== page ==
Does internal mental imagery help maintain muscle strength and force steadiness during immobilization?

UNCG Author/Contributor (non-UNCG co-authors, if there are any, appear on document)
Siobhan Huggins-Sullivan (Creator)
The University of North Carolina at Greensboro (UNCG )
Web Site:
Renee Newcomer-Appaneal

Abstract: Research has shown that immobilization such as that which occurs during treatment to an injury can results in significant muscle strength and force steadiness loss within the first week (Lundbye-Jensen & Nielsen, 2008; Newsom, Knight, & Balnave, 2003). Research has examined the efficacy of imagery in minimizing strength-loss during a period of immobilization (Newsom, Knight, & Balnave, 2003; Stenekes, Geertzen, Nicolai, De Jong, & Mulder, 2009). While promising, limitations remain with regards to type of imagery used and structures immobilized. This study assessed the effectiveness of using internal kinesthetic mental imagery to maintain thenar muscle group strength during immobilization of the thumb. Participants' thenar muscle group strength was measured pre- and post-immobilization period in adduction, abduction, opposition and flexion. Force steadiness was also evaluated pre- and post-immobilization at 5%, 25% and 50% of maximum thumb flexion force. All participants were immobilized for seven days on their non-dominant hand in a thumb spica cast. During the immobilization period, both the control and experimental groups were instructed to limit the use of their non-dominant hand. The experimental group completed a daily 8-minute imagery script. Results of separate repeated measure 2 (group) x2 (pre/post) ANOVAs failed to support the effect of imagery to maintain muscle strength or force steadiness following 7-days of immobilization. Future research should add a familiarization session to the protocol to allow participants to become more accustomed to the unique testing procedures.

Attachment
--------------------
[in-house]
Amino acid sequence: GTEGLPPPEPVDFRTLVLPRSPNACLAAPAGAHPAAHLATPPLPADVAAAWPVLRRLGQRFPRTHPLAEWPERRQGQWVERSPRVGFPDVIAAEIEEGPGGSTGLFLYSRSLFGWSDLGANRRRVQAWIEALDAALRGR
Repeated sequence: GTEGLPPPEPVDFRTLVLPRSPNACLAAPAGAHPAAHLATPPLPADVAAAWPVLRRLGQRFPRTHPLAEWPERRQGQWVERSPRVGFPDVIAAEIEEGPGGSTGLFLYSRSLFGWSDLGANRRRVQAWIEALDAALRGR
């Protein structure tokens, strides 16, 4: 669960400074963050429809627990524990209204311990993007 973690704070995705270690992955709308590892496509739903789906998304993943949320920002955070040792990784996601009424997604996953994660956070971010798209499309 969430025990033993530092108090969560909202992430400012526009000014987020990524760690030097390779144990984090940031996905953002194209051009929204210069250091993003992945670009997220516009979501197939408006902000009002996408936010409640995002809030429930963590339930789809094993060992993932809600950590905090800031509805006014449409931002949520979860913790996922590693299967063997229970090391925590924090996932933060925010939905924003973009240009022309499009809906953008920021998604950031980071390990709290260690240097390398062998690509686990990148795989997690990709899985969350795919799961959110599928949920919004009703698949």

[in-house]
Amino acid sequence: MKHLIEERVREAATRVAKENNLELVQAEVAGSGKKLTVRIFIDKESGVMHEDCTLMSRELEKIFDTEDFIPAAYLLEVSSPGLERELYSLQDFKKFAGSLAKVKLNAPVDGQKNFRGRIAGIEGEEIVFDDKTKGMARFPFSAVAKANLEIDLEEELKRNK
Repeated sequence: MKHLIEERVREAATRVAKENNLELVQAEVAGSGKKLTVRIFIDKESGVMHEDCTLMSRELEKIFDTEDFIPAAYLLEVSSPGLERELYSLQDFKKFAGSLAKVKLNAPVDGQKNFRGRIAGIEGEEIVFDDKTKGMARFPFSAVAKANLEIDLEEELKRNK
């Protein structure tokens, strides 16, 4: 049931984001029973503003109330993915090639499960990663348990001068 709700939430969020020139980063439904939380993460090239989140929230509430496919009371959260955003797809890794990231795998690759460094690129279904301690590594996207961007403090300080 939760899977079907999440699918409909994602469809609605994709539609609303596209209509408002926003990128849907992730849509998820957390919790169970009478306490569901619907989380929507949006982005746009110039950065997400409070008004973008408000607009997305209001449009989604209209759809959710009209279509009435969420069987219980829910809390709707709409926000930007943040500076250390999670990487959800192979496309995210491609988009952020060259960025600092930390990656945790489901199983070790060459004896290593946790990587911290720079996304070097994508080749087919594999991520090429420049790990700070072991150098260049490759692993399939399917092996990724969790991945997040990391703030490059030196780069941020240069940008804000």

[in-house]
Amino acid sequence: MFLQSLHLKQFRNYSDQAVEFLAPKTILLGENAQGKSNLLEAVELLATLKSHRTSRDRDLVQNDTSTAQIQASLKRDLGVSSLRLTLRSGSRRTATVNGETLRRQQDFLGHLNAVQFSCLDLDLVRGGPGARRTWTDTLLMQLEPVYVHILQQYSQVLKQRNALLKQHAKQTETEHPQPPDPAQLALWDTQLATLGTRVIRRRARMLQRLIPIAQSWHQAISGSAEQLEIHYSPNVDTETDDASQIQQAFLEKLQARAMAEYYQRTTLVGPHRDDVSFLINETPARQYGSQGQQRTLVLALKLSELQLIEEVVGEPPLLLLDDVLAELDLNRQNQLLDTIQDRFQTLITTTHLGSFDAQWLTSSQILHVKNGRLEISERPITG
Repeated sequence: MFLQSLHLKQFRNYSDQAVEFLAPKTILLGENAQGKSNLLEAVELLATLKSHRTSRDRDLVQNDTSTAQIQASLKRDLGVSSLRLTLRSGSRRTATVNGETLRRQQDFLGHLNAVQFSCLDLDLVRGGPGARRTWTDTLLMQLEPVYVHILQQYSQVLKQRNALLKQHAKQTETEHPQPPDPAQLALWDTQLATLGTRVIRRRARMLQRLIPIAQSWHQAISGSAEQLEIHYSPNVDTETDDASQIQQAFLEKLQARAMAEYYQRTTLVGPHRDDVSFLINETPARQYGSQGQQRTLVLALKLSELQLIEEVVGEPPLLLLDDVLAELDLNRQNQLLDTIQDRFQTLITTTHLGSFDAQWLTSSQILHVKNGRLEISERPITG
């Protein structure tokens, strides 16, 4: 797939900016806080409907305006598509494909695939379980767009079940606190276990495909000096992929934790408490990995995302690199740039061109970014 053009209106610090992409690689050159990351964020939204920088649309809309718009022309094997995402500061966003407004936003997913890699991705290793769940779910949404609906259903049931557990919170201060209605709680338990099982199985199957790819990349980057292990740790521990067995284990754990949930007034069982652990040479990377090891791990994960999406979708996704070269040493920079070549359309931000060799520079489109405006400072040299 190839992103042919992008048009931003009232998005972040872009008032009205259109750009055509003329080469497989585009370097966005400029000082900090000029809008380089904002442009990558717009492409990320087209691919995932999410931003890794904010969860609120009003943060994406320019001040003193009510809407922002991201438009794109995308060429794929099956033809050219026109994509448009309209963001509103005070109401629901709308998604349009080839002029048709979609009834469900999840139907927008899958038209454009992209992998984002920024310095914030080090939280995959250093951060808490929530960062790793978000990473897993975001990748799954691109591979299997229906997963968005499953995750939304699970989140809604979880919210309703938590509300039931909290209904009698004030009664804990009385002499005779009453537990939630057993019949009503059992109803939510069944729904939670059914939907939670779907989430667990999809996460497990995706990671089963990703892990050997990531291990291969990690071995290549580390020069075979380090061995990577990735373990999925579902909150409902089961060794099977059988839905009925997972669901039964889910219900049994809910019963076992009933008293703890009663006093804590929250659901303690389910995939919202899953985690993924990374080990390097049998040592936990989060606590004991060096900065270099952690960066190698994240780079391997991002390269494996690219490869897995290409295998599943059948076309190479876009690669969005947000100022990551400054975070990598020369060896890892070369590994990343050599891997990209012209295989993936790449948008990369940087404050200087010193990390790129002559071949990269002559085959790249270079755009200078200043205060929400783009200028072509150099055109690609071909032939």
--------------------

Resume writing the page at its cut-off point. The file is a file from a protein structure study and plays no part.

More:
Additional Information

Language: English
Date: 2012
Force Steadiness, Immobilization, Mental Imagery, Muscle Strength
Imagery (Psychology) $x Therapeutic use $v Case studies
Visualization $x Therapeutic use $v Case studies
Wounds and injuries $x Alternative treatment $v Case studies

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